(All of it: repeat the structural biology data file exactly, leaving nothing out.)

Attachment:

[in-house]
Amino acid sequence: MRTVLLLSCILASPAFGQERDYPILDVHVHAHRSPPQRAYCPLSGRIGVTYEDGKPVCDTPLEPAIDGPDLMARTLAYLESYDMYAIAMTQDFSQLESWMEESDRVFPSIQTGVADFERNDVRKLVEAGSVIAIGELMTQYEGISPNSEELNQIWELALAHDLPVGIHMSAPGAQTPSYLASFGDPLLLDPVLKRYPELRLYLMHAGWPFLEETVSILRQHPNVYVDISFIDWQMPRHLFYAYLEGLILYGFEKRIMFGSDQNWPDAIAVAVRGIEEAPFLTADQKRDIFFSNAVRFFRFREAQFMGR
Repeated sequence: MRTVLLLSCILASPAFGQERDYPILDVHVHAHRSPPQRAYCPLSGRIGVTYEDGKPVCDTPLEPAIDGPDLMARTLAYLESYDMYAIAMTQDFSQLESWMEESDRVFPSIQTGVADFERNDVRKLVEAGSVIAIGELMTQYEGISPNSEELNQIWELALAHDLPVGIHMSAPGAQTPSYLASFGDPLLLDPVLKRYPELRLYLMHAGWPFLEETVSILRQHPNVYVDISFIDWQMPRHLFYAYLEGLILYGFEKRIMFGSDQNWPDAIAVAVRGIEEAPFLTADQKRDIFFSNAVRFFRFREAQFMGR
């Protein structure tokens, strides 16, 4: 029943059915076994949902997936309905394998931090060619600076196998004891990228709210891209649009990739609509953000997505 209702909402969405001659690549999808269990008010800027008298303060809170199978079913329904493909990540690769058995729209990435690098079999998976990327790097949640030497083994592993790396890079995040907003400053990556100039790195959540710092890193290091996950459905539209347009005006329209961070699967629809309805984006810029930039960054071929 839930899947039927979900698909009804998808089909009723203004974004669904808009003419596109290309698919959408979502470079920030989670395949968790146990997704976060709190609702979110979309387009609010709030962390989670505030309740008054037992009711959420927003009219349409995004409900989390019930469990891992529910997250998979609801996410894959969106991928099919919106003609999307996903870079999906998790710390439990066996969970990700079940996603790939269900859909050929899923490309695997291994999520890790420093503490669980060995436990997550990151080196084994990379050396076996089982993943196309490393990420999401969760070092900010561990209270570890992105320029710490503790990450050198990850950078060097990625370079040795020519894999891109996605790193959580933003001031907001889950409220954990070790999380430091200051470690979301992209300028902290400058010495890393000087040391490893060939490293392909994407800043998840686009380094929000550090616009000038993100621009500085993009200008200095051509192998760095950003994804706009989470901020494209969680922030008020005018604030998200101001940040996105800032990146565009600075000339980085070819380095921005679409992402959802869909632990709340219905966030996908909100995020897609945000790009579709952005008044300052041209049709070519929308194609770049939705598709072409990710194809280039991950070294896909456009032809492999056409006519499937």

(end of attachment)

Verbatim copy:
[in-house]
Amino acid sequence: MRTVLLLSCILASPAFGQERDYPILDVHVHAHRSPPQRAYCPLSGRIGVTYEDGKPVCDTPLEPAIDGPDLMARTLAYLESYDMYAIAMTQDFSQLESWMEESDRVFPSIQTGVADFERNDVRKLVEAGSVIAIGELMTQYEGISPNSEELNQIWELALAHDLPVGIHMSAPGAQTPSYLASFGDPLLLDPVLKRYPELRLYLMHAGWPFLEETVSILRQHPNVYVDISFIDWQMPRHLFYAYLEGLILYGFEKRIMFGSDQNWPDAIAVAVRGIEEAPFLTADQKRDIFFSNAVRFFRFREAQFMGR
Repeated sequence: MRTVLLLSCILASPAFGQERDYPILDVHVHAHRSPPQRAYCPLSGRIGVTYEDGKPVCDTPLEPAIDGPDLMARTLAYLESYDMYAIAMTQDFSQLESWMEESDRVFPSIQTGVADFERNDVRKLVEAGSVIAIGELMTQYEGISPNSEELNQIWELALAHDLPVGIHMSAPGAQTPSYLASFGDPLLLDPVLKRYPELRLYLMHAGWPFLEETVSILRQHPNVYVDISFIDWQMPRHLFYAYLEGLILYGFEKRIMFGSDQNWPDAIAVAVRGIEEAPFLTADQKRDIFFSNAVRFFRFREAQFMGR
């Protein structure tokens, strides 16, 4: 029943059915076994949902997936309905394998931090060619600076196998004891990228709210891209649009990739609509953000997505 209702909402969405001659690549999808269990008010800027008298303060809170199978079913329904493909990540690769058995729209990435690098079999998976990327790097949640030497083994592993790396890079995040907003400053990556100039790195959540710092890193290091996950459905539209347009005006329209961070699967629809309805984006810029930039960054071929 839930899947039927979900698909009804998808089909009723203004974004669904808009003419596109290309698919959408979502470079920030989670395949968790146990997704976060709190609702979110979309387009609010709030962390989670505030309740008054037992009711959420927003009219349409995004409900989390019930469990891992529910997250998979609801996410894959969106991928099919919106003609999307996903870079999906998790710390439990066996969970990700079940996603790939269900859909050929899923490309695997291994999520890790420093503490669980060995436990997550990151080196084994990379050396076996089982993943196309490393990420999401969760070092900010561990209270570890992105320029710490503790990450050198990850950078060097990625370079040795020519894999891109996605790193959580933003001031907001889950409220954990070790999380430091200051470690979301992209300028902290400058010495890393000087040391490893060939490293392909994407800043998840686009380094929000550090616009000038993100621009500085993009200008200095051509192998760095950003994804706009989470901020494209969680922030008020005018604030998200101001940040996105800032990146565009600075000339980085070819380095921005679409992402959802869909632990709340219905966030996908909100995020897609945000790009579709952005008044300052041209049709070519929308194609770049939705598709072409990710194809280039991950070294896909456009032809492999056409006519499937």